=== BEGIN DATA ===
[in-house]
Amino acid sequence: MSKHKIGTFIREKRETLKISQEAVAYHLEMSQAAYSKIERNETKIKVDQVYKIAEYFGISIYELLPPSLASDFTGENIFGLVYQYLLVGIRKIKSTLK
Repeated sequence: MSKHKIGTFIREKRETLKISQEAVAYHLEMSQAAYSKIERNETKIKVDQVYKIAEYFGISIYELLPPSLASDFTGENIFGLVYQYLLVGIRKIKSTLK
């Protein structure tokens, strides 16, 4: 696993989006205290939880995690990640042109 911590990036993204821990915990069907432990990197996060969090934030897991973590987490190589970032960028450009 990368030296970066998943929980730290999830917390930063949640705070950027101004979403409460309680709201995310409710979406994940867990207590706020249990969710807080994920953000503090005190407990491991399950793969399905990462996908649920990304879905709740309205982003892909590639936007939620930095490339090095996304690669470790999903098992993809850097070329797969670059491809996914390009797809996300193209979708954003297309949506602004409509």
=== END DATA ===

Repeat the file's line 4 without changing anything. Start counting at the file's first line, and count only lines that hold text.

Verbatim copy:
């Protein structure tokens, strides 16, 4: 696993989006205290939880995690990640042109 911590990036993204821990915990069907432990990197996060969090934030897991973590987490190589970032960028450009 990368030296970066998943929980730290999830917390930063949640705070950027101004979403409460309680709201995310409710979406994940867990207590706020249990969710807080994920953000503090005190407990491991399950793969399905990462996908649920990304879905709740309205982003892909590639936007939620930095490339090095996304690669470790999903098992993809850097070329797969670059491809996914390009797809996300193209979708954003297309949506602004409509």